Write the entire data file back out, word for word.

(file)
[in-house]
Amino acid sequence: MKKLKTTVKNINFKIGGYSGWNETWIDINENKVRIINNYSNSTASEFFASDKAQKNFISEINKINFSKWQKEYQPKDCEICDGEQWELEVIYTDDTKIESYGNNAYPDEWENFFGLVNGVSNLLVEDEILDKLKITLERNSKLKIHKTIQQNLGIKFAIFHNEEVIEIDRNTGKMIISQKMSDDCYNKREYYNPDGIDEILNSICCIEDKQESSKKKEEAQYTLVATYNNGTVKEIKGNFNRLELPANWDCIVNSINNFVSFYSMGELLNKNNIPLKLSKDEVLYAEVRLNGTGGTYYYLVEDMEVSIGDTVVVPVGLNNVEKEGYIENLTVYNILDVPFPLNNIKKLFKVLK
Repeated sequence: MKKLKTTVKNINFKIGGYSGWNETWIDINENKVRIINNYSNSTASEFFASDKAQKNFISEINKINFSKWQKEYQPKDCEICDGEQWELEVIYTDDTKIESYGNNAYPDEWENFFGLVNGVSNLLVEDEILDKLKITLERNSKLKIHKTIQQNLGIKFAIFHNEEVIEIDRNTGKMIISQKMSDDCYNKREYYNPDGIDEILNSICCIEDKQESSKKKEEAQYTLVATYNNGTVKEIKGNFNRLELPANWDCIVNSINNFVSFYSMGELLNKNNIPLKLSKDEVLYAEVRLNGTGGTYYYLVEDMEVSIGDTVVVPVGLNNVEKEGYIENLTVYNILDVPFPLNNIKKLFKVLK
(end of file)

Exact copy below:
[in-house]
Amino acid sequence: MKKLKTTVKNINFKIGGYSGWNETWIDINENKVRIINNYSNSTASEFFASDKAQKNFISEINKINFSKWQKEYQPKDCEICDGEQWELEVIYTDDTKIESYGNNAYPDEWENFFGLVNGVSNLLVEDEILDKLKITLERNSKLKIHKTIQQNLGIKFAIFHNEEVIEIDRNTGKMIISQKMSDDCYNKREYYNPDGIDEILNSICCIEDKQESSKKKEEAQYTLVATYNNGTVKEIKGNFNRLELPANWDCIVNSINNFVSFYSMGELLNKNNIPLKLSKDEVLYAEVRLNGTGGTYYYLVEDMEVSIGDTVVVPVGLNNVEKEGYIENLTVYNILDVPFPLNNIKKLFKVLK
Repeated sequence: MKKLKTTVKNINFKIGGYSGWNETWIDINENKVRIINNYSNSTASEFFASDKAQKNFISEINKINFSKWQKEYQPKDCEICDGEQWELEVIYTDDTKIESYGNNAYPDEWENFFGLVNGVSNLLVEDEILDKLKITLERNSKLKIHKTIQQNLGIKFAIFHNEEVIEIDRNTGKMIISQKMSDDCYNKREYYNPDGIDEILNSICCIEDKQESSKKKEEAQYTLVATYNNGTVKEIKGNFNRLELPANWDCIVNSINNFVSFYSMGELLNKNNIPLKLSKDEVLYAEVRLNGTGGTYYYLVEDMEVSIGDTVVVPVGLNNVEKEGYIENLTVYNILDVPFPLNNIKKLFKVLK